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Glendora cold case: Cadaver dog fails to pick up scent

May 23, 2013 12:00:00 AM PDT
A cadaver dog brought in by officials investigating a 35-year-old cold case in Glendora failed to pick up a scent Thursday.

Investigators reopened the decades-old cold case and began digging Wednesday in the back yard of a Glendora home on the 500 block of Essex Street, where Wendy Byron last lived with her husband, Robert. She disappeared August 26, 1978 at the age of 24.

Investigators say they have reason to believe that Byron may have been buried in the backyard of that home. Cadaver dogs were brought out to the scene on Thursday morning, but they did not pick up a scent. Nonetheless, investigators say they will continue to excavate the yard, hoping to find clues to solve the cold case.

"We do have information that led us to this location. This is where she resided when she went missing, but we're not going to release what type of information, as not to jeopardize the investigation," said Lt. Holly Francisco with the Los Angeles County Sheriff's Department.

Detectives say a sonar device detected something.

"It identified an anomaly, which could be anything from a rock to different colored soil. We're just looking for any evidence that could help us in this investigation," Francisco said.

Longtime residents of the neighborhood vaguely remember the young couple.

"I moved here in 1977, and like I said, I vaguely remember the man that lived in that house, but I don't recall any female living there at all," said area resident Milford Fonza.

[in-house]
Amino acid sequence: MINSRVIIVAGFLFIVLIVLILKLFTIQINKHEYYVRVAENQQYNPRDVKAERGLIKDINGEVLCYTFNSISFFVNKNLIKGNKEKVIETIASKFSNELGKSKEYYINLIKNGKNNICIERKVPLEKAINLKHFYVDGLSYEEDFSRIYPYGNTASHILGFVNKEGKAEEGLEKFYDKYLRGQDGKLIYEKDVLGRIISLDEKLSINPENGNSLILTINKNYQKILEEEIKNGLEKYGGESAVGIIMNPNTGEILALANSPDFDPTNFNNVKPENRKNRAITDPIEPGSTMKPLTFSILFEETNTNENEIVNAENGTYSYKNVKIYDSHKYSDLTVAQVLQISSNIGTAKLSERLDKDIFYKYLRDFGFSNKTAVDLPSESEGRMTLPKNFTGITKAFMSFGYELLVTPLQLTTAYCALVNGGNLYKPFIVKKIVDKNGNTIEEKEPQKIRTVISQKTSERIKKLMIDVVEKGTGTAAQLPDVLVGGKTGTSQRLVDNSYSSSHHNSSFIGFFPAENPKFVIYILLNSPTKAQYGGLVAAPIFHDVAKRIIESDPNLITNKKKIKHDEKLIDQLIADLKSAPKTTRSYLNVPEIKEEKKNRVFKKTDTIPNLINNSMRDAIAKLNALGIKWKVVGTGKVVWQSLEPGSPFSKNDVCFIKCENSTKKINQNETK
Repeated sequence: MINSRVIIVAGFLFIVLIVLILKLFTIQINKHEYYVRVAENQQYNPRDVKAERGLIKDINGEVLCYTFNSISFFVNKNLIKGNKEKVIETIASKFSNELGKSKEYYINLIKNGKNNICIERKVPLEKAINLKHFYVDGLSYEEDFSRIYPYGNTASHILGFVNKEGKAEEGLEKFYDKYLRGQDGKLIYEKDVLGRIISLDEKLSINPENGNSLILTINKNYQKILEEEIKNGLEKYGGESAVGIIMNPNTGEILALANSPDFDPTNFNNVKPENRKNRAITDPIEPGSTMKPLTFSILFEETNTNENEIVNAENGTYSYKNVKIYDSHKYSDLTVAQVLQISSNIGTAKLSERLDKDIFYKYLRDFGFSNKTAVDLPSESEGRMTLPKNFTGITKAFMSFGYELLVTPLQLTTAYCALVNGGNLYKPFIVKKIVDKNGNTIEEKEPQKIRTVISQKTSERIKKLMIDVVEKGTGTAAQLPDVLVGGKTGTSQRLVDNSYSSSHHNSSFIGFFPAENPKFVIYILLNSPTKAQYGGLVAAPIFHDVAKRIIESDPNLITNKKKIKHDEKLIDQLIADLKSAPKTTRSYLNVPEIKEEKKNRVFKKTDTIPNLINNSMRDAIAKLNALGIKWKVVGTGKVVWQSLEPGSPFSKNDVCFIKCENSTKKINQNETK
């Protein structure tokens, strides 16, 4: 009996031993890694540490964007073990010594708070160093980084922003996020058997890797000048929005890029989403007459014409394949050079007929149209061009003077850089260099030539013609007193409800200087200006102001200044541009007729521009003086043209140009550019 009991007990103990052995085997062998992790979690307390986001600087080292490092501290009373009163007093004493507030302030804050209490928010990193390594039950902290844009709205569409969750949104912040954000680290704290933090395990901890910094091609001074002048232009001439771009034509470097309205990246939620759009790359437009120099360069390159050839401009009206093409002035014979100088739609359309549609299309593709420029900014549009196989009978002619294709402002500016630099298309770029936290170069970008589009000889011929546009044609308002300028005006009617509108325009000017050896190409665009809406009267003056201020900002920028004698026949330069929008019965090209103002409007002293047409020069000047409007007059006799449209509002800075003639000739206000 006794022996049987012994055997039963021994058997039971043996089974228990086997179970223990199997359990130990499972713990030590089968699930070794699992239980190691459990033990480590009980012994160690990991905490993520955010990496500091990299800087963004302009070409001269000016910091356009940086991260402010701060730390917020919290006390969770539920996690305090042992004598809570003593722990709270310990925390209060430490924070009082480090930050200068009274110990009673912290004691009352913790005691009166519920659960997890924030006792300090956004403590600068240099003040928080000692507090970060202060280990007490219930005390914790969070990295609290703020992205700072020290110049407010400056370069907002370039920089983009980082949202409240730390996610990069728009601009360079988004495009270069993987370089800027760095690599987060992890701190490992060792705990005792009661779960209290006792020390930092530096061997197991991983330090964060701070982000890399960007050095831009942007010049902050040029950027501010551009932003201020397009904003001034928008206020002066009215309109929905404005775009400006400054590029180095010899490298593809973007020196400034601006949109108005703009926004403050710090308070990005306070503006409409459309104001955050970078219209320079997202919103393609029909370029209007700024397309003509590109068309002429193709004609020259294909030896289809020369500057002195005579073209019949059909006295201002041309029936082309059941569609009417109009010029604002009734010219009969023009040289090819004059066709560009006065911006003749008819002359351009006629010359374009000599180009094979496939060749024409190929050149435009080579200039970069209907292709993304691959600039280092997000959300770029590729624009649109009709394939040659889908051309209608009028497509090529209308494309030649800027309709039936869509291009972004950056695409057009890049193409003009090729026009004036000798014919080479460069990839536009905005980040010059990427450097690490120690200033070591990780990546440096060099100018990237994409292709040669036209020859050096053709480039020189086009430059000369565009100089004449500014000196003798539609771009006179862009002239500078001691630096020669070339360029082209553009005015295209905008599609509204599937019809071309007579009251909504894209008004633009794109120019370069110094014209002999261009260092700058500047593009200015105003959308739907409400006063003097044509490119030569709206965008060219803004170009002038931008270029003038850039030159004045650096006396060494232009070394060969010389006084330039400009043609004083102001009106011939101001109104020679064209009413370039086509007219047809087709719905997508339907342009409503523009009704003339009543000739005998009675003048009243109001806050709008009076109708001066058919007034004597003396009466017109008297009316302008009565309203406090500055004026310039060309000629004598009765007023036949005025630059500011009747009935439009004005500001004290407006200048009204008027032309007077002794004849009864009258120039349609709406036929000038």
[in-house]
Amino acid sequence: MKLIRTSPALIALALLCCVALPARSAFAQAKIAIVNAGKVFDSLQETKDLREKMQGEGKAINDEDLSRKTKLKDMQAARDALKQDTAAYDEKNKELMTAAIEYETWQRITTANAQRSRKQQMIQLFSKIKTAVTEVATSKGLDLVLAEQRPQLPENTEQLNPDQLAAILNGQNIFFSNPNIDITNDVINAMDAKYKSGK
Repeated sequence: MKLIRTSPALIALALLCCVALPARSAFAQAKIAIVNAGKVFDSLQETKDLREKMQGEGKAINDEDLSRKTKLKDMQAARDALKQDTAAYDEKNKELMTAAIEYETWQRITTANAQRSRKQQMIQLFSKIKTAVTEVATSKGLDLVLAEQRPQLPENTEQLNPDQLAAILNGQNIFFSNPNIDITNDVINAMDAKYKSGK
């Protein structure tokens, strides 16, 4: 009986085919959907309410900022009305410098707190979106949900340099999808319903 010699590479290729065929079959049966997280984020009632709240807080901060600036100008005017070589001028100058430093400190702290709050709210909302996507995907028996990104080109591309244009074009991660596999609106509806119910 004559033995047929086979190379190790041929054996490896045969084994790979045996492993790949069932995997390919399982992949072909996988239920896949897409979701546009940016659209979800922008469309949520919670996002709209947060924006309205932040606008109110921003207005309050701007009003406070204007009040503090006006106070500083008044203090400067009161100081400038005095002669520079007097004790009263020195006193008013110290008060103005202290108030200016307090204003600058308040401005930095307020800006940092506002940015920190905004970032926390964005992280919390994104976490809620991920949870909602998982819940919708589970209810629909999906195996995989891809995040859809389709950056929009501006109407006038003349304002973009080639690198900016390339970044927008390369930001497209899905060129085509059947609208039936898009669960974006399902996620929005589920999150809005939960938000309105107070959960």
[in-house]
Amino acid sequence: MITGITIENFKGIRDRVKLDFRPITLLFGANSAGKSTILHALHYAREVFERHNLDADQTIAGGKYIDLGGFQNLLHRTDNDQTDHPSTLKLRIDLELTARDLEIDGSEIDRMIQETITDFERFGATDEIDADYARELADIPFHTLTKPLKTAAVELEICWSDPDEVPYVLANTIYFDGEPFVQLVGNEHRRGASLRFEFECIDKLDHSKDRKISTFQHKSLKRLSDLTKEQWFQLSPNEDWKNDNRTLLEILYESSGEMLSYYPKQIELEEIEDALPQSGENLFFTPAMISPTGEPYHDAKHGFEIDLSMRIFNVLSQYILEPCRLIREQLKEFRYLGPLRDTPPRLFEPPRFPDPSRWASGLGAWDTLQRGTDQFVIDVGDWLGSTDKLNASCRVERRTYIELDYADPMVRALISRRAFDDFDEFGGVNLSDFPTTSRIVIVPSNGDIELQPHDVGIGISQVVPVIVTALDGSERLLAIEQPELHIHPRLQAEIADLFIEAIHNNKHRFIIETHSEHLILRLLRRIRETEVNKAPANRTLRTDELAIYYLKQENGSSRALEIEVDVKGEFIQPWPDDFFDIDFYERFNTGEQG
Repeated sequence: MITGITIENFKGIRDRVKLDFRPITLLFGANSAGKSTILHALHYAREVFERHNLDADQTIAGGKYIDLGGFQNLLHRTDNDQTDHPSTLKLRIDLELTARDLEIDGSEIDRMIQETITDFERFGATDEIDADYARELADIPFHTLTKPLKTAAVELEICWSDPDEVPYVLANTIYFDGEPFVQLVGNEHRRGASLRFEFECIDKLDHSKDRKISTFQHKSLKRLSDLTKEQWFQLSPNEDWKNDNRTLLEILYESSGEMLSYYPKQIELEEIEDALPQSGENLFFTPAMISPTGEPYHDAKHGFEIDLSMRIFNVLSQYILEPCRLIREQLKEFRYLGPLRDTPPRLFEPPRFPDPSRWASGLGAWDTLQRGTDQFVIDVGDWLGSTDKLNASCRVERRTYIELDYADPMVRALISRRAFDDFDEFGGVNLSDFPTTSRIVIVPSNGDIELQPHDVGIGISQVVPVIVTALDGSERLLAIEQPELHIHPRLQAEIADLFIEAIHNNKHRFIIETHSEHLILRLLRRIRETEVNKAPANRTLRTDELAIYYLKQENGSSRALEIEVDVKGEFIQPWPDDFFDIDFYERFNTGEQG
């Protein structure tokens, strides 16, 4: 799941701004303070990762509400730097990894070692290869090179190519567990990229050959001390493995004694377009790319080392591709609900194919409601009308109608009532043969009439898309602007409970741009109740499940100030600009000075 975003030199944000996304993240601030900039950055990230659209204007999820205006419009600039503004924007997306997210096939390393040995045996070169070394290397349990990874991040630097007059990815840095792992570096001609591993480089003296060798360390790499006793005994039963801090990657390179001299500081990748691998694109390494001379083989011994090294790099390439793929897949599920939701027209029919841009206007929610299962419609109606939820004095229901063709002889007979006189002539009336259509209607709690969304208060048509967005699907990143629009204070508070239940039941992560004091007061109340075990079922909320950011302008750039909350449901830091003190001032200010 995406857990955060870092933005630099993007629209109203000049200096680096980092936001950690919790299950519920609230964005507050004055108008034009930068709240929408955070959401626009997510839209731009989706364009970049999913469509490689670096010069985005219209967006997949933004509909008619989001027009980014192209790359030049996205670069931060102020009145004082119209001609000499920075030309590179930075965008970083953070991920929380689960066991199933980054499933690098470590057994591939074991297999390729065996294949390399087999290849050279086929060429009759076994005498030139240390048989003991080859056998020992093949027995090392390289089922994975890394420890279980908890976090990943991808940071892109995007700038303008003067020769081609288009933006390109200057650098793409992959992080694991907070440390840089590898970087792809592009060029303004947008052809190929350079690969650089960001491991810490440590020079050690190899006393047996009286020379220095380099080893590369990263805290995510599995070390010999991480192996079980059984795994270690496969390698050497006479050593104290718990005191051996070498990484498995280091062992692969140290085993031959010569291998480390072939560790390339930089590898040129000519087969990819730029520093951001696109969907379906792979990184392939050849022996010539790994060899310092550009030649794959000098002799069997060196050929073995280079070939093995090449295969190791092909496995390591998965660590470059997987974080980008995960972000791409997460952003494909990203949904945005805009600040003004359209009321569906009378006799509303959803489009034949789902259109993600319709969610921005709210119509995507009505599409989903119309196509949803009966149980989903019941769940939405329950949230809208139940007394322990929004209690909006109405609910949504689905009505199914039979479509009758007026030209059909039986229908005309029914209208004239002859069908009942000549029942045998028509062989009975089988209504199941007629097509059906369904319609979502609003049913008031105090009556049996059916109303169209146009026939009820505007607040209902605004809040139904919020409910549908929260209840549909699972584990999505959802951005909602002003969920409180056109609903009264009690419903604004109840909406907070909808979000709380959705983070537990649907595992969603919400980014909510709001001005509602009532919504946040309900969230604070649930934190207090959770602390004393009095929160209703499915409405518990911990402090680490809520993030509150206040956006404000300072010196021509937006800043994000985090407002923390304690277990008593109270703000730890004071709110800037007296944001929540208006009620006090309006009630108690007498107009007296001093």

According to authorities, Byron's disappearance was classified as suspicious. Her car was found at Ontario International Airport and foul play was suspected. Her husband was questioned in the case. He has since remarried and moved to Covina.

When Eyewitness News asked about his involvement in his wife's disappearance, Robert Byron had no comment.

Margie Green says she knew Robert Byron and says he believed Wendy had left him all those years ago.

"He acted like he was hurt she had disappeared, left him, or whatever," Green said. "He did say they had a bit of an argument, and so when he came home and she was not there, maybe he thought that she was just mad at him."

Investigators say they are currently not in contact with Robert Byron and are just concentrating on any evidence found at the Glendora home.

Eyewitness News spoke with Robert Byron's sister, who said her brother told her that Wendy had moved to Ohio and changed her identity, and that Robert had spoken with Wendy several years after she had disappeared.

Steve Lawrence says he helped Robert Byron sell the house nearly 25 years ago. He said it was strange to see the house being dug up.

"It's trippy, I remember the house was vacant and I sat in there many times having open houses and all kinds of different stuff, it was pretty strange to see," Lawrence said.

In a phone interview, a former brother-in-law of Robert Byron told Eyewitness News that after watching reports on the investigation, he recalled Robert telling him that his former wife had relocated to Ohio and that he had been in touch with her. He said that was during the holiday season in 1978, three months after Wendy went missing.


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